In interviews, Prince praised Mitchell's 1975 album The Hissing of Summer Lawns, gushing about how much he loved it on more than one occasion. At the time, the album was not well-received and Mitchell later said she was grateful for The Purple One's support.

Nelly Furtado

Nelly Furtado, shown performing during the 2016 NBA All-Star Game in Toronto, was specially invited to perform with Prince during a 2004 summer tour stop here. (Elsa/Getty Images)
Much like he did with Mitchell, Prince went out of his way to mention to the media how much he admired Nelly Furtado — the Canadian singer who scored a monster international hit with I'm Like A Bird in 2001.

It appeared the feeling was mutual, as Furtado, who had relocated to Toronto from the Canada's West Coast, sang over a sample of When Doves Cry early in her career.

He followed through on his professional crush on Furtado by inviting her on his Toronto summer tour stop in 2004. She performed an unannounced set at the Air Canada Centre for his sold-out shows there.

Manuela Testolini

Prince is shown attending a Raptors game back in January 2002, when he was married to Toronto-born Manuela Testolini. (Frank Gunn/Canadian Press) (Frank Gunn/Canadian Press)
Toronto-born Testolini was the reason Prince could be seen courtside at Raptors games or at nightclubs like the now-shuttered C Lounge.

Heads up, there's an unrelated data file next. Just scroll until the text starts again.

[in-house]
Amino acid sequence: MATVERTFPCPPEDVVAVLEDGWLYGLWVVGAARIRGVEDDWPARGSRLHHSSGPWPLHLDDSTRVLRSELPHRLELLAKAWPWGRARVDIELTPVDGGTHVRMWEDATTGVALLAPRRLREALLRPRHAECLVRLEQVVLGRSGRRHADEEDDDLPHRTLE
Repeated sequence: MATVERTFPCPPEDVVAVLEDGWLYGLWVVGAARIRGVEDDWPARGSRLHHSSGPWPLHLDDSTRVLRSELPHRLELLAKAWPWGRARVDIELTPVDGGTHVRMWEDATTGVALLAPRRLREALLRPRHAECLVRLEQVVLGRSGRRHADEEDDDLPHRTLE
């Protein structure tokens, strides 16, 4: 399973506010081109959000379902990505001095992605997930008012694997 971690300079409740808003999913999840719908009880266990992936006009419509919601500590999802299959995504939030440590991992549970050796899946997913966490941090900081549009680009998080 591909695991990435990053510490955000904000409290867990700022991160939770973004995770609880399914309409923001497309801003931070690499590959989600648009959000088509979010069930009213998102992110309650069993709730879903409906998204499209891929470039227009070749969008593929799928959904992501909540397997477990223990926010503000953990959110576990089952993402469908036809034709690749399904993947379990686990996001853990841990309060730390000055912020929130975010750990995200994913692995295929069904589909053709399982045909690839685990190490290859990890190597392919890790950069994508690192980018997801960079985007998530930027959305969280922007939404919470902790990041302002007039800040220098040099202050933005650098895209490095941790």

She may even have been the reason he recorded 2004's Musicology at MetalWorks Studio in Mississauga, Ont., during the early 2000s.

The pair reportedly met while Testolini was working for Prince's charitable foundation and were married in 2001. He bought a house in the tony and exclusive Bridle Path neighbourhood around that time.

Testolini filed for divorce only five years later, in May 2006. At the time, Prince said he did not want the marriage to fail.

Prince sold his Toronto home sometime around the breakup of the marriage, but kept making the trip from Minneapolis to Toronto up until the month before he passed away.

About the Author

Joshua Errett

Senior Producer, Features

Joshua Errett has been a reporter, editor and digital manager in Toronto since the early 2000s. He has been described as "a tornado of innovation, diligence and authenticity." Got a story idea? joshua.errett@cbc.ca